FENtennial opens in Cooperstown

By Craig Muder

The lady wearing the Red Sox jersey ducked under the stanchions and hurried over to the new exhibit – getting a sneak peek at history.

“Carlton Fisk used Rick Burleson’s bat to hit his home run in the 1975 World Series? I had no idea!” she said before the official opening of the Hall of Fame’s new Fenway Park exhibit. “What a story!”

It’s just one of hundreds told by FENtennial: Fenway Park’s First 100 Years – which officially opened to the public on Tuesday at the Hall of Fame in Cooperstown.

The new 'FENtennial' exhibit opened on the second floor of the Museum. Fenway Park opened on April 20, 1912. (Milo Stewart Jr./National Baseball Hall of Fame Library)

The exhibit, located on the Museum’s second floor and included with admission to the Hall of Fame, uses artifacts like the bat Fisk used to end Game 6 of the 1975 Fall Classic – a bat he sought due to its light weight after Fisk had already caught all 12 innings of that iconic game.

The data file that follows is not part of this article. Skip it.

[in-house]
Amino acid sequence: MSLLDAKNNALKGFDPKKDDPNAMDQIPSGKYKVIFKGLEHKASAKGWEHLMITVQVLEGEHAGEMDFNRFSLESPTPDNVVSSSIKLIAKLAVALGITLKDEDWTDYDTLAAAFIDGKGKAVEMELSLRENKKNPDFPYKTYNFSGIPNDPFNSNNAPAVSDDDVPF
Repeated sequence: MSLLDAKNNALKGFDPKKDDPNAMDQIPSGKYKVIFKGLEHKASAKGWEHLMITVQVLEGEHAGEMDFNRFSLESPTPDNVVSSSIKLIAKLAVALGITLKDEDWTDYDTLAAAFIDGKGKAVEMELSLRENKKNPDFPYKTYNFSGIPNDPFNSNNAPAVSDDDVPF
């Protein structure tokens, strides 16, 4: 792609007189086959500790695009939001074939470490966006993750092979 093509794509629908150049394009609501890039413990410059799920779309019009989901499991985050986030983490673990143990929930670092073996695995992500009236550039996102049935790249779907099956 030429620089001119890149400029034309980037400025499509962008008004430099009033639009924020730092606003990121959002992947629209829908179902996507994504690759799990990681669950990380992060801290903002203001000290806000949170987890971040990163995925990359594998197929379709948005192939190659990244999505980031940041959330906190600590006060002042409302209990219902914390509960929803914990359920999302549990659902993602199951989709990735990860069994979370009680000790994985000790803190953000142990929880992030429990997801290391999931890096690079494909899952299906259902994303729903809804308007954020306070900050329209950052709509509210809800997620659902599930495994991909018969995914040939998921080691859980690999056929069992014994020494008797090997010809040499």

It’s all part of the history of Fenway Park, the major leagues’ oldest cathedral which hosted its first American League game on April 20, 1912. The exhibit will remain on display through the 2012 season.

“That’s a Ted Williams jersey,” said a fan wearing a Yankees cap and jersey emblazoned with Don Mattingly’s signature No. 23. “That’s history right there.”

That’s history at the home of baseball history – in Cooperstown.

Craig Muder is the director of communications at the National Baseball Hall of Fame and Museum.

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